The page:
The Sugar Cane.
INTERESTING SCIENTIFIC DIS-
Much interest is evinced in. scientific circles by a discovery which has just been made at Kow, near London, by Mr D. Morris, the assistant director. Hitherto the sugar cane has been produced from cuttings or slips exclusively, as no one knew that there were such things as seeds in the plant. After a long search Mr' Morris lias 'at last discovered that each cane produces a number of seeds, from which it is possible to grow: a variety df improved canes, and it is anticipated that, by cross fertilisation and selection of the best seeds, a considerable increase will be made in the yield of sugar in' the tropical plantations. He instances the case of beet, which, when first introduced \ for sugar growing purposes, yielded only about 6 p^er .cent, but. now; by the method of: selection of proper seeds, produces about 18 or 20 per. cent of saccharine juice. The seeds 6f tlie' cane have 'been discovered in the anicle or flowery head of the cane, and the difficulty of finding them has been increased by the similiarity of the glumes and the havis. It was only by the aid of a powerful microscope that the tiny seeds werri detected, and a number of plants were exhibited at the last meeting of the Linneean Society, with the seeds attached. At Kew Gardens there are some plants about nine inches high, which have been grown from seed obtained from cane from the Barbadqes. The' discovery,; \ it, is believed, will tend to drive beet sugar but of the market.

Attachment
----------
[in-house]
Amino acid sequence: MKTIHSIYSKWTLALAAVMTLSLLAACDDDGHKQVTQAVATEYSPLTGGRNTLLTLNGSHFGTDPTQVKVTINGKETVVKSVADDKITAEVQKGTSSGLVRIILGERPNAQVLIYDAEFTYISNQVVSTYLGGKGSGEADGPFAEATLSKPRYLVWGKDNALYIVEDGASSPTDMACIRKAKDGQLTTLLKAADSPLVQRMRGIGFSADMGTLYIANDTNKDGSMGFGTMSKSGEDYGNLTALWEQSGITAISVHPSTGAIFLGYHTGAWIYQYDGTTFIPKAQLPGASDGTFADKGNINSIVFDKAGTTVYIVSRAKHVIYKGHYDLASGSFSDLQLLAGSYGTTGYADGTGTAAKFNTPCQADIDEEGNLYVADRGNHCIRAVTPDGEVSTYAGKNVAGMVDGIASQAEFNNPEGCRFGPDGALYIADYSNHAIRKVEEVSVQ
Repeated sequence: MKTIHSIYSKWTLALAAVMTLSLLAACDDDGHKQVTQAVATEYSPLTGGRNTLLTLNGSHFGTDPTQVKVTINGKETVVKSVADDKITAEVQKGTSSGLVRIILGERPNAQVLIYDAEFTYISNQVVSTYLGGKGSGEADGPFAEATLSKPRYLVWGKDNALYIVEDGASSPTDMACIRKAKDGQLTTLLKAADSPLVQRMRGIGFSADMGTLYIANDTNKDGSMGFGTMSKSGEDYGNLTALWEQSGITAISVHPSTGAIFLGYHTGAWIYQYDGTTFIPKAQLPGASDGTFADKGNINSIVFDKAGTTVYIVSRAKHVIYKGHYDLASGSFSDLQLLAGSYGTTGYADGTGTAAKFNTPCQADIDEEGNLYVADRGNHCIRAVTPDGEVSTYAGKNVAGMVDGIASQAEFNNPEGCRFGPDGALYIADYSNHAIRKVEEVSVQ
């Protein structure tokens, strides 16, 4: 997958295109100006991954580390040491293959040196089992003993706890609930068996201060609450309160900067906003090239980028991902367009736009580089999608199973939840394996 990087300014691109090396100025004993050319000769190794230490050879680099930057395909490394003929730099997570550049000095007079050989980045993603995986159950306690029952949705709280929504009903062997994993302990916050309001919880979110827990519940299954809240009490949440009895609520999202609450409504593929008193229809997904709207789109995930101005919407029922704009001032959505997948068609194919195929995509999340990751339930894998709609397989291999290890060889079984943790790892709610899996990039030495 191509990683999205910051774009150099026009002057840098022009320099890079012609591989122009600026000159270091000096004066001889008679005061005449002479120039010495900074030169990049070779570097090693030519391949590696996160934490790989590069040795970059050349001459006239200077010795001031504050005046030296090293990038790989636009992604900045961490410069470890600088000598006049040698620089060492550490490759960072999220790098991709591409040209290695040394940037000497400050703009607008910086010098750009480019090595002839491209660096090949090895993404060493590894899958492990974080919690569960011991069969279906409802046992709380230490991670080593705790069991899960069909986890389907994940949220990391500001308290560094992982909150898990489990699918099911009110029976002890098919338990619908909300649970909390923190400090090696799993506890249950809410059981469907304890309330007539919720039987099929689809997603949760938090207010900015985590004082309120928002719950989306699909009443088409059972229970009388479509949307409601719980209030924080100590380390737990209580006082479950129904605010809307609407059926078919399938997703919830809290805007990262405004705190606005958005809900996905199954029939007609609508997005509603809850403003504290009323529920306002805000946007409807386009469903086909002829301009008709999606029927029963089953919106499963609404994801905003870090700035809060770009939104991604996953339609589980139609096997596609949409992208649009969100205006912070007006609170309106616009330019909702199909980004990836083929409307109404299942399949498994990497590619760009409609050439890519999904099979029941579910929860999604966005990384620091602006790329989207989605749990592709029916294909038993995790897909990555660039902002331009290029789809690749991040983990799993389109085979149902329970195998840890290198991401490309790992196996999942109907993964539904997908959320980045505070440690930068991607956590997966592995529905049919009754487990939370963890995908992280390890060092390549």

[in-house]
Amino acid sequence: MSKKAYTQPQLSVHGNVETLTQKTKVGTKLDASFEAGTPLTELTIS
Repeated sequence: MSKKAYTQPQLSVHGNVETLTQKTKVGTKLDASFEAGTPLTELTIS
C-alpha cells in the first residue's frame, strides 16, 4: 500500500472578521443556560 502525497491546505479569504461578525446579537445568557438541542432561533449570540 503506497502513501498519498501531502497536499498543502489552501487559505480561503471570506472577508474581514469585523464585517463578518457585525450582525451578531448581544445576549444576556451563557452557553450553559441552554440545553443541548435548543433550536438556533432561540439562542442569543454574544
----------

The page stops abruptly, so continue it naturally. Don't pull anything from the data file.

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The Sugar Cane., Ashburton Guardian, Volume XIV, Issue 2438, 30 May 1890
The Sugar Cane. Ashburton Guardian, Volume XIV, Issue 2438, 30 May 1890
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